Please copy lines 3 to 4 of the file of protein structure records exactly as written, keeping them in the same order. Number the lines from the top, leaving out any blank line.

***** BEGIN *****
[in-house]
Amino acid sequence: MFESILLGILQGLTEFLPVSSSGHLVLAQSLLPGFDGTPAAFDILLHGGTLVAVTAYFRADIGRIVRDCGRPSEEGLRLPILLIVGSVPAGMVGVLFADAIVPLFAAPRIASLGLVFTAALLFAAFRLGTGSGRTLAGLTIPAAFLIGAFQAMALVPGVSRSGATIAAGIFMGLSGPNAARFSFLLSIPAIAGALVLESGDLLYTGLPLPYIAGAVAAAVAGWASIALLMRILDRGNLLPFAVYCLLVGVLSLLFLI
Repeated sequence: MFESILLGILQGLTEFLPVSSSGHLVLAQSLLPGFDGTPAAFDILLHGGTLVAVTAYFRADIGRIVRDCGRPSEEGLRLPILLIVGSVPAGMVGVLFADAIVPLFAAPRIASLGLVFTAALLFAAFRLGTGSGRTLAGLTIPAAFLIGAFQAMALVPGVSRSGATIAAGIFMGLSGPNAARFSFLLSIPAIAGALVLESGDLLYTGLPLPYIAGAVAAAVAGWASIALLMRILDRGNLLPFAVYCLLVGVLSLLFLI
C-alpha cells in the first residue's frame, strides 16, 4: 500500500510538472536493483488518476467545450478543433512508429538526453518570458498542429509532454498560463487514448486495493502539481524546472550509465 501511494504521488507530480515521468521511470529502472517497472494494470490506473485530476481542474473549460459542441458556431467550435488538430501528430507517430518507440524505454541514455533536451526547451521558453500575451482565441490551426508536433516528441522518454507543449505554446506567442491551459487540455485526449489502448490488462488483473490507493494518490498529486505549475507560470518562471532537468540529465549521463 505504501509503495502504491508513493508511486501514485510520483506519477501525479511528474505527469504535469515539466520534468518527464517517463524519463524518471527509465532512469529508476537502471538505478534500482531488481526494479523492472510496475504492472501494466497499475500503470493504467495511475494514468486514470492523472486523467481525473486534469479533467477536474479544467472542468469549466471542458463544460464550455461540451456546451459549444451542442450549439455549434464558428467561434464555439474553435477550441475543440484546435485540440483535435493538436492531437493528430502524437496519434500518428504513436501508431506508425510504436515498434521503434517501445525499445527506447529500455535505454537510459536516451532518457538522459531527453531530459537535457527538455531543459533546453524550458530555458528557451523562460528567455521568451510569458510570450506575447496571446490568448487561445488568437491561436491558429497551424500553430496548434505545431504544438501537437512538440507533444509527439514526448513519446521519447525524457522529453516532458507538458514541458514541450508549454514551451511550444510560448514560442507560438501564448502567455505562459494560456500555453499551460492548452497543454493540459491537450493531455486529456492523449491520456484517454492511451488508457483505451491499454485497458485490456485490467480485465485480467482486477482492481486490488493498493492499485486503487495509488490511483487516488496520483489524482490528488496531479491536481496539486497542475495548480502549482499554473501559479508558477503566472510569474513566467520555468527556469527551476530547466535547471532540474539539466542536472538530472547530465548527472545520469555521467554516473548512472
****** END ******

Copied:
Repeated sequence: MFESILLGILQGLTEFLPVSSSGHLVLAQSLLPGFDGTPAAFDILLHGGTLVAVTAYFRADIGRIVRDCGRPSEEGLRLPILLIVGSVPAGMVGVLFADAIVPLFAAPRIASLGLVFTAALLFAAFRLGTGSGRTLAGLTIPAAFLIGAFQAMALVPGVSRSGATIAAGIFMGLSGPNAARFSFLLSIPAIAGALVLESGDLLYTGLPLPYIAGAVAAAVAGWASIALLMRILDRGNLLPFAVYCLLVGVLSLLFLI
C-alpha cells in the first residue's frame, strides 16, 4: 500500500510538472536493483488518476467545450478543433512508429538526453518570458498542429509532454498560463487514448486495493502539481524546472550509465 501511494504521488507530480515521468521511470529502472517497472494494470490506473485530476481542474473549460459542441458556431467550435488538430501528430507517430518507440524505454541514455533536451526547451521558453500575451482565441490551426508536433516528441522518454507543449505554446506567442491551459487540455485526449489502448490488462488483473490507493494518490498529486505549475507560470518562471532537468540529465549521463 505504501509503495502504491508513493508511486501514485510520483506519477501525479511528474505527469504535469515539466520534468518527464517517463524519463524518471527509465532512469529508476537502471538505478534500482531488481526494479523492472510496475504492472501494466497499475500503470493504467495511475494514468486514470492523472486523467481525473486534469479533467477536474479544467472542468469549466471542458463544460464550455461540451456546451459549444451542442450549439455549434464558428467561434464555439474553435477550441475543440484546435485540440483535435493538436492531437493528430502524437496519434500518428504513436501508431506508425510504436515498434521503434517501445525499445527506447529500455535505454537510459536516451532518457538522459531527453531530459537535457527538455531543459533546453524550458530555458528557451523562460528567455521568451510569458510570450506575447496571446490568448487561445488568437491561436491558429497551424500553430496548434505545431504544438501537437512538440507533444509527439514526448513519446521519447525524457522529453516532458507538458514541458514541450508549454514551451511550444510560448514560442507560438501564448502567455505562459494560456500555453499551460492548452497543454493540459491537450493531455486529456492523449491520456484517454492511451488508457483505451491499454485497458485490456485490467480485465485480467482486477482492481486490488493498493492499485486503487495509488490511483487516488496520483489524482490528488496531479491536481496539486497542475495548480502549482499554473501559479508558477503566472510569474513566467520555468527556469527551476530547466535547471532540474539539466542536472538530472547530465548527472545520469555521467554516473548512472